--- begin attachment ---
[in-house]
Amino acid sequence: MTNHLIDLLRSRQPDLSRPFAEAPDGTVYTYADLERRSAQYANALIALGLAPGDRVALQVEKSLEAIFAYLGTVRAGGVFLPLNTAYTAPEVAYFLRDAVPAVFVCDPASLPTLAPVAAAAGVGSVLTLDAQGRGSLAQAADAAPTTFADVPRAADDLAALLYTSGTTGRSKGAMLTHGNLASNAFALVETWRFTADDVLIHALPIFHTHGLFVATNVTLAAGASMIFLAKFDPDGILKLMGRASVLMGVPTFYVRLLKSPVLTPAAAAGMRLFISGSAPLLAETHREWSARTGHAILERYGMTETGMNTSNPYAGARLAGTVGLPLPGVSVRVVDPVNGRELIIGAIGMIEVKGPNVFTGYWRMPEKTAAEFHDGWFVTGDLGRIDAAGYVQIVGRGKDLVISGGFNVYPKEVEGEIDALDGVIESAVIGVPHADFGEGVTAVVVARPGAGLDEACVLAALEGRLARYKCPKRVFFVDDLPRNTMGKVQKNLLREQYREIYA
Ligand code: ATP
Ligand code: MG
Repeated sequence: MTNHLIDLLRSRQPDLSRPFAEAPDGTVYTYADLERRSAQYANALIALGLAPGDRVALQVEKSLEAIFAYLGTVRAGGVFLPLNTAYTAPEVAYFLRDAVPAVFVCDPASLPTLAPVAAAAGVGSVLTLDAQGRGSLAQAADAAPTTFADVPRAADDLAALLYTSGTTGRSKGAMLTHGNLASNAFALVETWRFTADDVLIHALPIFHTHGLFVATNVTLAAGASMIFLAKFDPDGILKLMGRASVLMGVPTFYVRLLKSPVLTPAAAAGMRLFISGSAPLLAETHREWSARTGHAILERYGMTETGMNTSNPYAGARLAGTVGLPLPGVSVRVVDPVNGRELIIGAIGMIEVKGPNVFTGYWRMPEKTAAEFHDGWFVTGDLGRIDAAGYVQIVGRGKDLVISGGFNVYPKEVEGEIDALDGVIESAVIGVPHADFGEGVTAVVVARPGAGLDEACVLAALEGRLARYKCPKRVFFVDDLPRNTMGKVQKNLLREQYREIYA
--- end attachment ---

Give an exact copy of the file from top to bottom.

[in-house]
Amino acid sequence: MTNHLIDLLRSRQPDLSRPFAEAPDGTVYTYADLERRSAQYANALIALGLAPGDRVALQVEKSLEAIFAYLGTVRAGGVFLPLNTAYTAPEVAYFLRDAVPAVFVCDPASLPTLAPVAAAAGVGSVLTLDAQGRGSLAQAADAAPTTFADVPRAADDLAALLYTSGTTGRSKGAMLTHGNLASNAFALVETWRFTADDVLIHALPIFHTHGLFVATNVTLAAGASMIFLAKFDPDGILKLMGRASVLMGVPTFYVRLLKSPVLTPAAAAGMRLFISGSAPLLAETHREWSARTGHAILERYGMTETGMNTSNPYAGARLAGTVGLPLPGVSVRVVDPVNGRELIIGAIGMIEVKGPNVFTGYWRMPEKTAAEFHDGWFVTGDLGRIDAAGYVQIVGRGKDLVISGGFNVYPKEVEGEIDALDGVIESAVIGVPHADFGEGVTAVVVARPGAGLDEACVLAALEGRLARYKCPKRVFFVDDLPRNTMGKVQKNLLREQYREIYA
Ligand code: ATP
Ligand code: MG
Repeated sequence: MTNHLIDLLRSRQPDLSRPFAEAPDGTVYTYADLERRSAQYANALIALGLAPGDRVALQVEKSLEAIFAYLGTVRAGGVFLPLNTAYTAPEVAYFLRDAVPAVFVCDPASLPTLAPVAAAAGVGSVLTLDAQGRGSLAQAADAAPTTFADVPRAADDLAALLYTSGTTGRSKGAMLTHGNLASNAFALVETWRFTADDVLIHALPIFHTHGLFVATNVTLAAGASMIFLAKFDPDGILKLMGRASVLMGVPTFYVRLLKSPVLTPAAAAGMRLFISGSAPLLAETHREWSARTGHAILERYGMTETGMNTSNPYAGARLAGTVGLPLPGVSVRVVDPVNGRELIIGAIGMIEVKGPNVFTGYWRMPEKTAAEFHDGWFVTGDLGRIDAAGYVQIVGRGKDLVISGGFNVYPKEVEGEIDALDGVIESAVIGVPHADFGEGVTAVVVARPGAGLDEACVLAALEGRLARYKCPKRVFFVDDLPRNTMGKVQKNLLREQYREIYA